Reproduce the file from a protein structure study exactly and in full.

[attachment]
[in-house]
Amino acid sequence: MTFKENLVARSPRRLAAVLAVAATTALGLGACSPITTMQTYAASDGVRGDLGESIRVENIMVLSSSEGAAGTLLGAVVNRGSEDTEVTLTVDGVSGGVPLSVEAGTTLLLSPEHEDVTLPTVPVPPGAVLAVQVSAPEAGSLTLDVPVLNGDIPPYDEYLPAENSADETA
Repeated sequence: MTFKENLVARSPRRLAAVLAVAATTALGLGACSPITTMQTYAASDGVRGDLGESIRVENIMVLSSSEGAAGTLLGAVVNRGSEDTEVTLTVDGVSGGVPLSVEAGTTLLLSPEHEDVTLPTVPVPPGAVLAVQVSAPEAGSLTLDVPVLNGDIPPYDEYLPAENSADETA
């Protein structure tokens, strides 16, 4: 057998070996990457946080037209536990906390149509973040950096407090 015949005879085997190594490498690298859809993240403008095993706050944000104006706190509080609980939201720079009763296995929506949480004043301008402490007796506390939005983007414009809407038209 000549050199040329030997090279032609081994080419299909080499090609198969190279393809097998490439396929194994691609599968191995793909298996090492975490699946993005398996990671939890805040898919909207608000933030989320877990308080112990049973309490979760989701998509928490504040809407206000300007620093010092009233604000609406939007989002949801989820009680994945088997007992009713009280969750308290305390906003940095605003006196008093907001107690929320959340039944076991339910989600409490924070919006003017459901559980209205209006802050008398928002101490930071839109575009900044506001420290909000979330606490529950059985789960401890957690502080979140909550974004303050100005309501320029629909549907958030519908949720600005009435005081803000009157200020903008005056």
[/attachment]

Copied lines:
[in-house]
Amino acid sequence: MTFKENLVARSPRRLAAVLAVAATTALGLGACSPITTMQTYAASDGVRGDLGESIRVENIMVLSSSEGAAGTLLGAVVNRGSEDTEVTLTVDGVSGGVPLSVEAGTTLLLSPEHEDVTLPTVPVPPGAVLAVQVSAPEAGSLTLDVPVLNGDIPPYDEYLPAENSADETA
Repeated sequence: MTFKENLVARSPRRLAAVLAVAATTALGLGACSPITTMQTYAASDGVRGDLGESIRVENIMVLSSSEGAAGTLLGAVVNRGSEDTEVTLTVDGVSGGVPLSVEAGTTLLLSPEHEDVTLPTVPVPPGAVLAVQVSAPEAGSLTLDVPVLNGDIPPYDEYLPAENSADETA
């Protein structure tokens, strides 16, 4: 057998070996990457946080037209536990906390149509973040950096407090 015949005879085997190594490498690298859809993240403008095993706050944000104006706190509080609980939201720079009763296995929506949480004043301008402490007796506390939005983007414009809407038209 000549050199040329030997090279032609081994080419299909080499090609198969190279393809097998490439396929194994691609599968191995793909298996090492975490699946993005398996990671939890805040898919909207608000933030989320877990308080112990049973309490979760989701998509928490504040809407206000300007620093010092009233604000609406939007989002949801989820009680994945088997007992009713009280969750308290305390906003940095605003006196008093907001107690929320959340039944076991339910989600409490924070919006003017459901559980209205209006802050008398928002101490930071839109575009900044506001420290909000979330606490529950059985789960401890957690502080979140909550974004303050100005309501320029629909549907958030519908949720600005009435005081803000009157200020903008005056």